Have Heart, Will Travel

Memory Monday: Legend of the Rose Window

Memory MondayNancyComment

Since today is Texas Independence Day, it seems fitting that today's Memory Monday post is from a Texas Adventure!  (Note: Yes, many people around here--we are based in Texas--have wished each other Happy Independence Day and there is much Texan-rejoicing in the land!) One year ago this month, we found ourselves in San Antonio, Texas. It is a beautiful city full of history and so much to do! We took a little time in our trip to visit several of the historic missions.


While giving ourselves a self-guided tour, I began to overhear one of the official guides talking to a group and the story really caught my attention.  They were standing in front of a uniquely ornate and lovely window, apparently the centerpiece of the drama.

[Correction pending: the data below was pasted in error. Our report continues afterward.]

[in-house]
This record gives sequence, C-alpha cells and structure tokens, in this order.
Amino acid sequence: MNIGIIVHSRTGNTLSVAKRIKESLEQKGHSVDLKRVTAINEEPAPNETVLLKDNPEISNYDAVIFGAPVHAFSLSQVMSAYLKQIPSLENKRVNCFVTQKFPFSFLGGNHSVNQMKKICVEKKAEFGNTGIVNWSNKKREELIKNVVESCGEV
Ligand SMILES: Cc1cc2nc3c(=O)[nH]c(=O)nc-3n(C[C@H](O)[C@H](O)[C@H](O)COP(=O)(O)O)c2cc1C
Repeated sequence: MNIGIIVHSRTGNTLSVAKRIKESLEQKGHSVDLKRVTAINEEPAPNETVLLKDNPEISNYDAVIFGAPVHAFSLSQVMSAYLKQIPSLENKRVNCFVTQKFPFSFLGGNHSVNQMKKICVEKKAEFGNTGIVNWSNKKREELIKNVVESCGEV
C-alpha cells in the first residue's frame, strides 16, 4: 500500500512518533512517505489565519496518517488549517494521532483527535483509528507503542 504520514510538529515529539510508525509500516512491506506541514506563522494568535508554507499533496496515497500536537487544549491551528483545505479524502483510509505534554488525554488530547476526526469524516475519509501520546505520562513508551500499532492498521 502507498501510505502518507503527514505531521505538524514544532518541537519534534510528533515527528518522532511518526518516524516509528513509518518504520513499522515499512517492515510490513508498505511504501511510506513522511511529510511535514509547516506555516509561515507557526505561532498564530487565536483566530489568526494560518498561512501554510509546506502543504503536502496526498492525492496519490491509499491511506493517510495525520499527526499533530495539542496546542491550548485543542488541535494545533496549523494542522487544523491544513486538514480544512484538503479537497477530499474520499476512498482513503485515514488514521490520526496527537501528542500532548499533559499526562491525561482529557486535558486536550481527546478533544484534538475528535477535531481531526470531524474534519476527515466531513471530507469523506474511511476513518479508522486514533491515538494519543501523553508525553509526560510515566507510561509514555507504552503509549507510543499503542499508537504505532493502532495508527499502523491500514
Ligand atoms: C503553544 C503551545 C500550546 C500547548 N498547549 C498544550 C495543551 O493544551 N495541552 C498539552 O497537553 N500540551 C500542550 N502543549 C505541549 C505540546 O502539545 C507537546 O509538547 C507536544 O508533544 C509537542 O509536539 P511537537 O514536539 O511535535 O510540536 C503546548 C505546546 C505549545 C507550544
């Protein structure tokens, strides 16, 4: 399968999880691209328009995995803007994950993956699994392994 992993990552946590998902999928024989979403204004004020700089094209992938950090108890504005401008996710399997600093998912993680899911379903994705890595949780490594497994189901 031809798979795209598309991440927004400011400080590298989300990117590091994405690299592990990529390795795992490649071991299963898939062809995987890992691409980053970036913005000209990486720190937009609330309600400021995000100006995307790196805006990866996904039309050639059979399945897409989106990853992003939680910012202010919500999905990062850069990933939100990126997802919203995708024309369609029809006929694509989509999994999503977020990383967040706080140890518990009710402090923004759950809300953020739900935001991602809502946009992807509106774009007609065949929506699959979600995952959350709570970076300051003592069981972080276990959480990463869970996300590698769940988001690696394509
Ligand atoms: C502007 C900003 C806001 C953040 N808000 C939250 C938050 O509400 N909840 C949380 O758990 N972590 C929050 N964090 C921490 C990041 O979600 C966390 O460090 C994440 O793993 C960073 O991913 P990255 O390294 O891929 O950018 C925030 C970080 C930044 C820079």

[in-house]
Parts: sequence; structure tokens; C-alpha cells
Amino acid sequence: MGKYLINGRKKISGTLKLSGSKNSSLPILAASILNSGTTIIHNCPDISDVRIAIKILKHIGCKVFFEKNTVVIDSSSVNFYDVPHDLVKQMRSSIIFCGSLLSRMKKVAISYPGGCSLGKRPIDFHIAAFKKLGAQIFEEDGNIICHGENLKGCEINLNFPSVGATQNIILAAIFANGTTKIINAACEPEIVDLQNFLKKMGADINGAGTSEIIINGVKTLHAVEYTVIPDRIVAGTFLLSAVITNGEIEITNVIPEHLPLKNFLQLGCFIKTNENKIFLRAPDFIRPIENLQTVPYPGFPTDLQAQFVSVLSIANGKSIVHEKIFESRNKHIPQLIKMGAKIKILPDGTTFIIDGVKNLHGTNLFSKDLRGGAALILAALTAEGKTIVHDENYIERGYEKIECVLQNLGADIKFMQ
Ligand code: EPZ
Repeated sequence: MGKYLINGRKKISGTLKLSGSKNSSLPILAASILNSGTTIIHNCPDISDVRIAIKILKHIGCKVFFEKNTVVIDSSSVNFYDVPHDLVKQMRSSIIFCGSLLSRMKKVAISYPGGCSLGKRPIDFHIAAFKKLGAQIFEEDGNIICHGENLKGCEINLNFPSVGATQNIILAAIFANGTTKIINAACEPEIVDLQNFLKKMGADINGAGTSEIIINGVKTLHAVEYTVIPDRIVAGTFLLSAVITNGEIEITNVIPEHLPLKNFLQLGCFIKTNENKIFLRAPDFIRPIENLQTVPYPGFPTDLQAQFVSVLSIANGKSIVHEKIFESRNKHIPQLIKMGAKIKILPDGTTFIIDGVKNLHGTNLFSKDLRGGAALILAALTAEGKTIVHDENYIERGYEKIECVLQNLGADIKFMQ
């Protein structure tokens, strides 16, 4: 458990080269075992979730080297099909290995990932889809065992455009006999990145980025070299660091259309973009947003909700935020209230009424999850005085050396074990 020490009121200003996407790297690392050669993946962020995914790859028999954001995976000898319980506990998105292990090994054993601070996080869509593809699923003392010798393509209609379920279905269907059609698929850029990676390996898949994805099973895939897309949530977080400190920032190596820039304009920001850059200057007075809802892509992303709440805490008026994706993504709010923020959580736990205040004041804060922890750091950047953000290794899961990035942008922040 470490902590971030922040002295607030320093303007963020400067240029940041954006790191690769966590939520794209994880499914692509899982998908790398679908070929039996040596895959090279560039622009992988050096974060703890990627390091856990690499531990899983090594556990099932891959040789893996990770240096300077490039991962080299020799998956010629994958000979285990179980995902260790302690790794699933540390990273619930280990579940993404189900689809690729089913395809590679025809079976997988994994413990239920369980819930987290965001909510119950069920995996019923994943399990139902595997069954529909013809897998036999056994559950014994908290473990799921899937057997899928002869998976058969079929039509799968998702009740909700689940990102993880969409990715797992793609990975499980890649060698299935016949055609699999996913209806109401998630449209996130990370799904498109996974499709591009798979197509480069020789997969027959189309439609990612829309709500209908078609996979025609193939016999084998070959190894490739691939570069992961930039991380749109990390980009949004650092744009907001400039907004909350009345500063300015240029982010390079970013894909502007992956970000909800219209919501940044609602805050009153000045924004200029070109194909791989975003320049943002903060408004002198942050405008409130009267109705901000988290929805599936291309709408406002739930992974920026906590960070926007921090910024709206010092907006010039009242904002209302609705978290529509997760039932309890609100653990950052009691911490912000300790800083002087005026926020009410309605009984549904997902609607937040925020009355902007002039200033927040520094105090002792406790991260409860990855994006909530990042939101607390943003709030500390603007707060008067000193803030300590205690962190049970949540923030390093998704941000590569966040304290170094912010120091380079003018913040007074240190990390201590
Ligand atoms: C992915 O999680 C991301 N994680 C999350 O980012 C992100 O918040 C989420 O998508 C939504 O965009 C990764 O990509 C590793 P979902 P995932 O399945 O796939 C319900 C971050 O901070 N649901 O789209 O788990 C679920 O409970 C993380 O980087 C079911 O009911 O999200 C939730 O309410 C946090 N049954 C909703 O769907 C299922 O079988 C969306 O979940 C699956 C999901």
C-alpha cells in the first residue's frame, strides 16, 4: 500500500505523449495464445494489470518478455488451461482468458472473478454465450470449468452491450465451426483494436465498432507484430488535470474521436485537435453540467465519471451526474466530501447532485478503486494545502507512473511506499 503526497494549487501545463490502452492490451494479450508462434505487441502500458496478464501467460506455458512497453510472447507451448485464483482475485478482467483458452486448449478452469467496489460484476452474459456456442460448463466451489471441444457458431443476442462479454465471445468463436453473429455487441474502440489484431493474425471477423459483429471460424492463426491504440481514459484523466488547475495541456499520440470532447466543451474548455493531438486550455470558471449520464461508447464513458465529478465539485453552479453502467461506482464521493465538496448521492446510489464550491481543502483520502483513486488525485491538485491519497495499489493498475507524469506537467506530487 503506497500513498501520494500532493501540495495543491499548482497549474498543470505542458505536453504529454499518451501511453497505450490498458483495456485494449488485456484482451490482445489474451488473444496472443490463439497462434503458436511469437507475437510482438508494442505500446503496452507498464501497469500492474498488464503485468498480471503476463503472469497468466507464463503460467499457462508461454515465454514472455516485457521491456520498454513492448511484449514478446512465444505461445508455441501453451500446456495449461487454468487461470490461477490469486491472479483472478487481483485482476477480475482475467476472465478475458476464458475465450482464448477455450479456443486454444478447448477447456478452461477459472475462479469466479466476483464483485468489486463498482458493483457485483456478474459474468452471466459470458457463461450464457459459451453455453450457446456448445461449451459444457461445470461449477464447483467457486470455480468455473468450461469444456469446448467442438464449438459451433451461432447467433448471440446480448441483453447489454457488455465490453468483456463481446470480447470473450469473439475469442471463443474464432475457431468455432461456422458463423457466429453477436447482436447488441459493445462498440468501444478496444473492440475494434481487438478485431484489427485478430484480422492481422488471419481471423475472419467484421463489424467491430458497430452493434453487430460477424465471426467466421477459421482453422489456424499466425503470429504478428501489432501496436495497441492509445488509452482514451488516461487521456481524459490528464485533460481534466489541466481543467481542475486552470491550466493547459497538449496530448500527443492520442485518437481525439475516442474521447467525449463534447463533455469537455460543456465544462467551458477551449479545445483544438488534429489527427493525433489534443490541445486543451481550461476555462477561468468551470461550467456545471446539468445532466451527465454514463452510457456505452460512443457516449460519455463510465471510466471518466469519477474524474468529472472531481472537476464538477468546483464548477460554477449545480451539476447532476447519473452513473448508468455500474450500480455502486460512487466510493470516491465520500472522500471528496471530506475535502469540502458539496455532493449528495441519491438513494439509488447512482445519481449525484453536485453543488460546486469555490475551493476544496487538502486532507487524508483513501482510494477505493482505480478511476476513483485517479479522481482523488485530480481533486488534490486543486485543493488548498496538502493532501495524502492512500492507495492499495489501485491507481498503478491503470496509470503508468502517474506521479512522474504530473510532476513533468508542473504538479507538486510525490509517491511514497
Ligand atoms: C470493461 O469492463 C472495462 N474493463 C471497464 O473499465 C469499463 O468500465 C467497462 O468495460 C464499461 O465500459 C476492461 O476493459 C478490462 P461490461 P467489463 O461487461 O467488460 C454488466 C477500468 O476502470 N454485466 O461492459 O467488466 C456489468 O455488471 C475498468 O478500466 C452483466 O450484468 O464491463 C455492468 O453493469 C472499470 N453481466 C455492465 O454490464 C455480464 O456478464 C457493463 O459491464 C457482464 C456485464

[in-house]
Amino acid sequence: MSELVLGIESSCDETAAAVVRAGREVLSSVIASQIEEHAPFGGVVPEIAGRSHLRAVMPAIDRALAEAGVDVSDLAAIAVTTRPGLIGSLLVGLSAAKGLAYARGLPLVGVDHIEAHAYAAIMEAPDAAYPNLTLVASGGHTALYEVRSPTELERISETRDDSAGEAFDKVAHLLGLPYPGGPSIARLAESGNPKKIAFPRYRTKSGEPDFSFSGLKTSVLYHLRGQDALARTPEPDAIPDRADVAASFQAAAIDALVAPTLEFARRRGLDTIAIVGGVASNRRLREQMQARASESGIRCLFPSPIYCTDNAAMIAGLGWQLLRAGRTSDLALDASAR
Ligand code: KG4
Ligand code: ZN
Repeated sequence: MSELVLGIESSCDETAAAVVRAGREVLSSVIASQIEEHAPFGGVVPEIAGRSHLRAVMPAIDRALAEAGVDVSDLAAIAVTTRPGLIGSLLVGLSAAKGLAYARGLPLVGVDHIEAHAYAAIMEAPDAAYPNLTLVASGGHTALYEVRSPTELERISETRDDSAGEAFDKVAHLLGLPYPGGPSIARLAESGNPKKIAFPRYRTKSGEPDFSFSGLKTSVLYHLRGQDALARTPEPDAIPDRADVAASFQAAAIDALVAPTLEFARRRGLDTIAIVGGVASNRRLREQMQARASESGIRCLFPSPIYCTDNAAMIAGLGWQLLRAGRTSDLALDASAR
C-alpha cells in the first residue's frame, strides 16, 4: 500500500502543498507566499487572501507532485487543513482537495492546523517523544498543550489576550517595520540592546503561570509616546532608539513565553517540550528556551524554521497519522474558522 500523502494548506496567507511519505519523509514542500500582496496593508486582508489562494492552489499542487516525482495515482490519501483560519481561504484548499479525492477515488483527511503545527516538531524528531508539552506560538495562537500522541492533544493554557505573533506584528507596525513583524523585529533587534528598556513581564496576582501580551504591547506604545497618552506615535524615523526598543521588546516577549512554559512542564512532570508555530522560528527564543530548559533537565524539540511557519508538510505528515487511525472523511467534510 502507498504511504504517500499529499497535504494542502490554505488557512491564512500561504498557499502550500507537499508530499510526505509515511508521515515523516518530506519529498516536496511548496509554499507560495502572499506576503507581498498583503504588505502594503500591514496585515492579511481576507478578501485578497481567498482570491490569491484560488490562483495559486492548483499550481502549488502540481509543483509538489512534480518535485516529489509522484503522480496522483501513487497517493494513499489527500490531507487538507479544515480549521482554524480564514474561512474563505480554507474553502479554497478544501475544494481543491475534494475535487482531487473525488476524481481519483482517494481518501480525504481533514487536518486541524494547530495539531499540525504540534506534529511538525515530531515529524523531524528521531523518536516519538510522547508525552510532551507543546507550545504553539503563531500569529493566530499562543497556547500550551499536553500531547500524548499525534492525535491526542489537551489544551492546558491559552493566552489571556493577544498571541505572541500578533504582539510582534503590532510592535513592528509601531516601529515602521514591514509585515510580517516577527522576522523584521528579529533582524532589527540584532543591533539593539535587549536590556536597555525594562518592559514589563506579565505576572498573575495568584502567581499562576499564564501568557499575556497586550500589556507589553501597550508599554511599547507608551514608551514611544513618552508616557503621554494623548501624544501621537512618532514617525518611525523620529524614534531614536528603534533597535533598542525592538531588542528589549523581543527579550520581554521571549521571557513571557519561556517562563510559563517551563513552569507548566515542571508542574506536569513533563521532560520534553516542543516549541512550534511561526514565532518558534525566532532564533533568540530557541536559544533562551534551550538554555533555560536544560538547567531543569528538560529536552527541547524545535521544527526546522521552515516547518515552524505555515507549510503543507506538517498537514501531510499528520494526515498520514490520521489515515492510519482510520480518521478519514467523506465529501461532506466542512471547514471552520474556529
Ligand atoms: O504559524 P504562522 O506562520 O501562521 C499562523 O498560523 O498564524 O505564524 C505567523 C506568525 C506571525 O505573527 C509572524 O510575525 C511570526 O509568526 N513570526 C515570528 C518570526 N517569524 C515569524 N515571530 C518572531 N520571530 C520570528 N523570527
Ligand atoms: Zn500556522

The Rose Window. Pretty outstanding for something carved in 1775 on a deserted mission, isn't it?

I so enjoyed listening to the history  legend of the Rose Window, that I had to come back and do some reading for myself.  According to who you believe, one version of the story goes like this:

"In the most elaborate version, a noted Spanish sculptor named Pedro Huizar, charged with carving a religious window at San José, instead used his considerable talent to carve a monument to his lovely sweetheart, Rosa. When the window was complete, he sent for his love—who died in a shipwreck on her way to New Spain. Huizar spent the rest of his life celibate and penitent, carving the religious portal above the entrance to the church."

from Texas Monthly, February 1987

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For those of you who were most excited about celebrating Texas Independence Day, check out these t-shirts!  Cute!